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Customs Procedures

Import Procedures
For goods valued at under 1,000 kg or EUR 1,000, a verbal declaration at customs and presentation of the receipt of purchase is sufficient.
Higher-valued must be declared at the Customs Office:
1) a brief declaration (air or maritime manifest) to conclude the collection of the goods.
2) a common law declaration (SAD, single administrative document), as well as the accompanying documents to allow their clearance.
The SAD form can be obtained from Chambers of Commerce or an approved printer.

An online clearance platform by automated transmission (DELTA) is accessible from the The portal of the General Directorate of Customs and Indirect Taxes (in French).

In the case of deliveries and purchases within the European Community, the declaration of exchange of goods (DEB) or Intrastat declaration must be sent to the Customs Service.

As part of the 'SAFE' standards advocated by the World Customs Organisation (WCO), the European Union has set up a new system of import controls, the 'Import Control System' (ICS), which aims to secure the flow of goods at the time of their entry into the customs territory of the EU. This control system, part of the Community Programme eCustoms, has been in effect since 1 January 2011. Since then, operators are required to pass an Entry Summary Declaration (ENS) to the customs of the country of entry, prior to the introduction of goods into the customs territory of the European Union.

The Modernised Customs Code entered into force in 2008 simplifies procedures, for example computerising and centralising transactions.

Since 1 July 2009, all companies established outside of the EU are required to have an Economic Operator Registration and Identification (EORI) number if they wish to submit a customs declaration or an Entry/Exit Summary declaration. For more information, please visit the website of the EU Customs Union. For France-specific customs clearance requirements, please visit the the website of the French Customs (in French).

Specific Import Procedures
There are various suspensive systems, both Customs and Fiscal, for storing, using or transforming your goods, consult the pages of the French Customs website devoted to these questions for further information. It is also possible to resort to bonded transit covered by an external transit certificate (T1). In the framework of intra-European trade, some goods are still prohibited or subject to particular formalities (medicines for human use, waste, plants or live animals). For further information, please visit the website of the French Customs (in French).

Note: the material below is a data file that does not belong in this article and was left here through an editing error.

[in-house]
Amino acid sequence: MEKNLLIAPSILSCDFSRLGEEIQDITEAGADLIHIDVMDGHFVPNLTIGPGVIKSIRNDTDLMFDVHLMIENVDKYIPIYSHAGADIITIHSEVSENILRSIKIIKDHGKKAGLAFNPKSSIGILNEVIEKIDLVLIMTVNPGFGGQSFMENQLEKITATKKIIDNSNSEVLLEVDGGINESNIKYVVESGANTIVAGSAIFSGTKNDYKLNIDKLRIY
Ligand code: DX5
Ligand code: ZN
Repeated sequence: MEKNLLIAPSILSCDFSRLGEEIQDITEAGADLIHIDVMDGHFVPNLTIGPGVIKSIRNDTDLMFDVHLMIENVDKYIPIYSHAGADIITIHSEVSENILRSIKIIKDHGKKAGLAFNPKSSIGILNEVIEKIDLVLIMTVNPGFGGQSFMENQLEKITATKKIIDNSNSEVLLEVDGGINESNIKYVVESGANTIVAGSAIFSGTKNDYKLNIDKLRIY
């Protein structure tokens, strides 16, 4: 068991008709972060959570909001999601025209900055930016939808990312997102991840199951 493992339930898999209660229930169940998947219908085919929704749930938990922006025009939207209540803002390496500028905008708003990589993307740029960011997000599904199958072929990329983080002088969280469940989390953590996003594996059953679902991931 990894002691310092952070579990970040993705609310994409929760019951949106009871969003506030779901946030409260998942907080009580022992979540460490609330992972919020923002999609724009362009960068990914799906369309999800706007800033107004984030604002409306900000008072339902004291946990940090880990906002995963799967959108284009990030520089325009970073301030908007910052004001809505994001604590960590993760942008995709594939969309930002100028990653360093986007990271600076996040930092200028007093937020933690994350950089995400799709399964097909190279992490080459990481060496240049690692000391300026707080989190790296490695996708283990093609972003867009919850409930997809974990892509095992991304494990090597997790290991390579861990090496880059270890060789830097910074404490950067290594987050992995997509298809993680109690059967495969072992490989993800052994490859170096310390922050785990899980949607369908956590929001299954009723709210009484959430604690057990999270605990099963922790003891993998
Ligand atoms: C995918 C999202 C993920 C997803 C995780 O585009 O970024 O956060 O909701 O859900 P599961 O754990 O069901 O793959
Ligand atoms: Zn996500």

Importing Samples
For the import, export and re-export of commercial samples an ATA (Temporary Admission) book can be used. It must be written on the product that it is a free sample and that it may not be sold.

To go further, check out our service Import Controls and Export Controls.

 

Customs Duties and Taxes on Imports

Customs threshold (from which tariffs are required)
EUR 150
Average Customs Duty (Excluding Agricultural Products)
Import duty and taxes are due for goods imported to France from outside of the European Union - whether by a private individual or a corporate entity. France is party to the European Union’s Common Customs Tariff, therefore preferential rates apply to imports from countries which the EU has signed agreements with. Duties range from 0-17%, with the general tariff averaging 4.2%. However, foodstuffs, textiles and clothing still experience some protection measures (quotas, higher tariffs, etc.). Some imports are subject to anti-dumping duties.
Products Having a Higher Customs Tariff
The sectors of fabrics and items of clothing (high duties and quotas) and foodstuffs (preferential treatment and many tariff quotas, CAP) still experience protection measures. According to the recently published 2019 EU Trade Policy Review (WTO), the sector with the highest average tariffs is the dairy sector (32.3%), followed by sugar and confectionery (27.0%), meat (19.0%), cereals and preparations (17.2%) and fruit and vegetables (13.0%). Concerning non-agricultural products, fish and fishery products (11.8% on simple average) and clothing (11.6%) are the sectors with the highest tariff protection.

More information can be found in the WTO Tariff profile of the EU.
Preferential Rates
For countries with whom a bilateral or a multilateral agreement have been signed by the European Union.

To get further information consult the website of the European Union.

To get further information on customs policies in the European Union, please check the exhaustive report by the European Commission.

Customs Classification
France uses the harmonised system.
Method of Calculation of Duties
Customs duty is calculated Ad Valorem on the CIF value of the goods, in accordance with the Common Customs Tariff (CCT) for all the countries of the Union. TARIC, the integrated Tariff of the European Union, is a multilingual database integrating all measures relating to EU customs tariff, commercial and agricultural legislation.
Method of Payment of Customs Duties
Duties are payable in cash (in Euros, by check, by cash money order, by bank transfer); an extension of the time limit for payment may be granted through systems of collection credit or duty credit.
Import Taxes (Excluding Consumer Taxes)
None
 

List of tariffs and local taxes that apply to your product on our service Customs Duties and Local Taxes.

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Latest Update: June 2022